I’ve been part of conversations where we talked about sleeping with women and never calling them again. I’ve complained about how hard it is to find a good woman who likes me, and then proceeded to lie to the decent women who I did find. I’ve cheated (and bragged about it). I’ve convinced myself that I deserve more than just one woman at a time and was prepared to lie to get what I wanted. I didn’t think about how the way we talk about people tends to show how much we respect them, and that if one guy hears how disrespectfully I talk about a woman, he’ll likely have less respect for her.

I’ve seen taxi drivers catcalling women walking past their taxis. When the women ignored the taxi drivers or said something back to show that they didn’t like the catcalling, the taxi drivers got aggressive. Even as recently as two days ago, I saw a taxi driver behaving like a hooligan. I watched him grab and feel a woman’s dreadlocks as she was walking past him into his friend’s taxi. And when she protested, he told her she was sexy so he couldn’t help himself. His nearby taxi driver friends laughed. He didn’t care that she didn’t want to be touched like that, especially by a man. He was basically letting her know that she had no say in what he did or said to her.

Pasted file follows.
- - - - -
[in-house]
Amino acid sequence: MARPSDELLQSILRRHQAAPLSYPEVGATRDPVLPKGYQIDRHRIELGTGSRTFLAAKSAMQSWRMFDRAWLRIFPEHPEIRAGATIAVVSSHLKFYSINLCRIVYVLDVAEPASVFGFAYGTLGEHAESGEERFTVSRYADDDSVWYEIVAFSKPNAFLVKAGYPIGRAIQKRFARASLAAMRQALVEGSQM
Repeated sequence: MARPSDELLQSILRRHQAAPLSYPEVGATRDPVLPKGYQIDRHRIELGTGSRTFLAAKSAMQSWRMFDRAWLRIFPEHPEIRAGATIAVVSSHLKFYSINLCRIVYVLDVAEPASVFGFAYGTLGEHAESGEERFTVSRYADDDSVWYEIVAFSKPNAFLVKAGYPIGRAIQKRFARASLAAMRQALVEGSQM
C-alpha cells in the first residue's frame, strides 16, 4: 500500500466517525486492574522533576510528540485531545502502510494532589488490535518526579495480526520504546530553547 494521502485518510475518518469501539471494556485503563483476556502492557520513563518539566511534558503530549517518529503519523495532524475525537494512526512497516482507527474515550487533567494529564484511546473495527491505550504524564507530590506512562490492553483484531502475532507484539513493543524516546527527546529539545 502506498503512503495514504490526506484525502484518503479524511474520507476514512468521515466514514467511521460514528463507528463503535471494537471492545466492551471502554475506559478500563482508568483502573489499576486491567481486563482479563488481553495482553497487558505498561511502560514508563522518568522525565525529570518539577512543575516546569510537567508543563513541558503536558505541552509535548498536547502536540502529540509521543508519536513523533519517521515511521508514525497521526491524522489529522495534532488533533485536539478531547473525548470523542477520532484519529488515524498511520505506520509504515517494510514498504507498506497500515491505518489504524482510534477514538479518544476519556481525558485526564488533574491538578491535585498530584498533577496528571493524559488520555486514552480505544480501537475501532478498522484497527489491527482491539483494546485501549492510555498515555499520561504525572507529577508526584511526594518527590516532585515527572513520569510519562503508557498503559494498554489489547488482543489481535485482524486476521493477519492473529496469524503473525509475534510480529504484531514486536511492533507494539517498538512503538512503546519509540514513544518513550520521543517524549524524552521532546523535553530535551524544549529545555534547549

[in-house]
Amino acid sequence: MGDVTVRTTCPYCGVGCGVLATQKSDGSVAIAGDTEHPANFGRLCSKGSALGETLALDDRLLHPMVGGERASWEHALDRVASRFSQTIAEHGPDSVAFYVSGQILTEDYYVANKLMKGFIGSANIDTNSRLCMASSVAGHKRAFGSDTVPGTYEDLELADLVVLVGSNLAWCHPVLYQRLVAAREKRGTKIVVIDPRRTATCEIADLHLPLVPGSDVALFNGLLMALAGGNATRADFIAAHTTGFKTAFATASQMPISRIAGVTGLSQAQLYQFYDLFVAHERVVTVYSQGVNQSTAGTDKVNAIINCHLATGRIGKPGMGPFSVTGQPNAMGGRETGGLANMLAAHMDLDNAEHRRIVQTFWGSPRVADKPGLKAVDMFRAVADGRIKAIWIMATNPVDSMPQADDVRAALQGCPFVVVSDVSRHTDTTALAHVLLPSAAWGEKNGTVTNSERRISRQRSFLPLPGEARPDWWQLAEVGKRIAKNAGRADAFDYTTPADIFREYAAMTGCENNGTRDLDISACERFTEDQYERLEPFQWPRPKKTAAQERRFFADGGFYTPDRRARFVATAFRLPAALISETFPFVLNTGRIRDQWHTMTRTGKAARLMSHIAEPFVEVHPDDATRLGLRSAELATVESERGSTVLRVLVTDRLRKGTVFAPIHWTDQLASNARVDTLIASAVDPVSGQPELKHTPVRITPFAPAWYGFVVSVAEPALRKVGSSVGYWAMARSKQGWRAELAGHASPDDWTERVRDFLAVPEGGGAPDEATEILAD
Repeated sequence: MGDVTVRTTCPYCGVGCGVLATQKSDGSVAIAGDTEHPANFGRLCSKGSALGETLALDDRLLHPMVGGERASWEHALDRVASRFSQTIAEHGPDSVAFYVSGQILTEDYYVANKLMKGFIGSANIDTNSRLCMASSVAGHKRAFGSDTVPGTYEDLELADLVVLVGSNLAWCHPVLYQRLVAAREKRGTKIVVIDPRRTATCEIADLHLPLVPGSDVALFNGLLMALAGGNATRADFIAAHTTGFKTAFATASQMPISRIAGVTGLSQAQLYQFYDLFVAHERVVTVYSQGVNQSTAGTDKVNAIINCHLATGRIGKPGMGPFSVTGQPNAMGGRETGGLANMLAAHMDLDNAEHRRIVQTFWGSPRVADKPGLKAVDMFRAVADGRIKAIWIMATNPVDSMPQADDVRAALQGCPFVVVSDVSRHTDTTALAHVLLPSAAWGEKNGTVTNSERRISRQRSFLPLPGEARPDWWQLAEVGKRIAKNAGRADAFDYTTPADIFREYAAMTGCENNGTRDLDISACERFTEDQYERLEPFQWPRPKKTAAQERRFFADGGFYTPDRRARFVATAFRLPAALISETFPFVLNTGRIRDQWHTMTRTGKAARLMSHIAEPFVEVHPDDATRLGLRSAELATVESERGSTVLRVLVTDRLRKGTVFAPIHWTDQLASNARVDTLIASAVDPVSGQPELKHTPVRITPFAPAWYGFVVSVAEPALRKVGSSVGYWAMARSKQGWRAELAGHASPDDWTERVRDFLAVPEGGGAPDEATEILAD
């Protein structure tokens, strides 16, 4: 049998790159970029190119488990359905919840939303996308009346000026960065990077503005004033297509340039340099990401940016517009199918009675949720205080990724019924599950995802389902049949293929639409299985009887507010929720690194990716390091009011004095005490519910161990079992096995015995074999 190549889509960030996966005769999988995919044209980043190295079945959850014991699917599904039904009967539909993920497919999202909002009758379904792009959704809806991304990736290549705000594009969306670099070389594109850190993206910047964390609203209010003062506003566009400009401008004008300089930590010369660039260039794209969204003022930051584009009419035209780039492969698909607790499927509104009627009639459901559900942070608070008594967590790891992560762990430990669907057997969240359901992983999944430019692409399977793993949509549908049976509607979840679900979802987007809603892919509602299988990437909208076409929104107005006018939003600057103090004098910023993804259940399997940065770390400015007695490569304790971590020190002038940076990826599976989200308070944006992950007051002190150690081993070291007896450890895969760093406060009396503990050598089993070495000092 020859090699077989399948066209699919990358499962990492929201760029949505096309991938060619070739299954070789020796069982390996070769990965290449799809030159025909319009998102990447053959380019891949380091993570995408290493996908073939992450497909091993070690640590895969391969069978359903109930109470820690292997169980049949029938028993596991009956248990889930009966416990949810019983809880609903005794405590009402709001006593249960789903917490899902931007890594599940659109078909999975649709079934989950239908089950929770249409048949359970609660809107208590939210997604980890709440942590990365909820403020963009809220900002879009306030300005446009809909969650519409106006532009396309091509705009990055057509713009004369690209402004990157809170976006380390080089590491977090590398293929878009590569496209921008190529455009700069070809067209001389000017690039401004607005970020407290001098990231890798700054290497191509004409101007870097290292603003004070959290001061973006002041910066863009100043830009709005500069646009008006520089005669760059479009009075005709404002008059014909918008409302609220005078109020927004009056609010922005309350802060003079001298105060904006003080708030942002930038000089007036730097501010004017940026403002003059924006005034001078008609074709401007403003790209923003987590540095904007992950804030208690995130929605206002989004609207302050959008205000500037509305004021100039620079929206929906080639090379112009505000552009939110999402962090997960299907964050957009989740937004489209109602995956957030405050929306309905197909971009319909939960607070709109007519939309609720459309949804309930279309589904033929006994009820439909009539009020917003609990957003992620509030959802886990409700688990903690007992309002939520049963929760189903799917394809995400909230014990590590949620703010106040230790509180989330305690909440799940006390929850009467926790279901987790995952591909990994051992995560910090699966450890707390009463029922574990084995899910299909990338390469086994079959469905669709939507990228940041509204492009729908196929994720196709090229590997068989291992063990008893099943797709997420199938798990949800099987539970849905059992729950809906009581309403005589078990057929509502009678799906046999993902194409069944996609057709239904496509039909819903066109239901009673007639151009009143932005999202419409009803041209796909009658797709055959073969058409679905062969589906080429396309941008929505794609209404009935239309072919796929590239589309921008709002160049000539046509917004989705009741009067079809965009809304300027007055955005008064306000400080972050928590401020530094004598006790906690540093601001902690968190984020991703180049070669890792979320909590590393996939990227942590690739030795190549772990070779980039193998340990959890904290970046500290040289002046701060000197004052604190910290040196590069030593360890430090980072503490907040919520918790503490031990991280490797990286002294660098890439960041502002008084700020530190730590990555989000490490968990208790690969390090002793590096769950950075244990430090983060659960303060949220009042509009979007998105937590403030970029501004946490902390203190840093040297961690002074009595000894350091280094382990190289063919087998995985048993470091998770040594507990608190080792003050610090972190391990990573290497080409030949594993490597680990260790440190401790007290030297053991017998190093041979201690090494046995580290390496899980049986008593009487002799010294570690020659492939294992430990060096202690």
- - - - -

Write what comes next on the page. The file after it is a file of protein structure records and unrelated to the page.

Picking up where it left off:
It scares me that he didn’t think there was anything wrong with what he did. What if he was alone with that woman and grabbed more than just her hair? What if he had sexually assaulted her?

I didn’t do anything to stop any of these men. In fact, there’ve been times when I’ve laughed along with them and also helped with the catcalling.

But I’m learning. I’m trying to be better. I know I won’t be able to make a difference each and every time I meet a man who does and says these things. But I’m challenging myself to think about what it is that I can do as man to make life better for women.

And that’s the secret I want to share with you. It’s possible for men to be better. If you can, don’t accept anything you don’t approve of. Walk away if you can. Speak up if you can.

If you’re a boy, I hope you’ll grow into a man who respects women in every way possible. I hope you’ll grow into a man who doesn’t hold women’s hands without permission or touch women in other ways that make them feel uncomfortable. I hope you won’t keep quiet and let the men around you mistreat women. I hope you’ll use whatever power you have to make a difference.

I hope you’ll listen to me when I tell you don’t hang out with boys who think a girl’s consent isn’t always important. I know what it’s like to hang out with those boys.

This letter comes from a real place, and I want you to read it. I’m worried. This country is not great for women, and it’ll take each and every one of us to change things.


Tell us: What do you think we can do as a society to teach our boys and men to respect girls and women?

This blog also forms part of our Rights 2.0 – Bridging Divides project. Find out more here.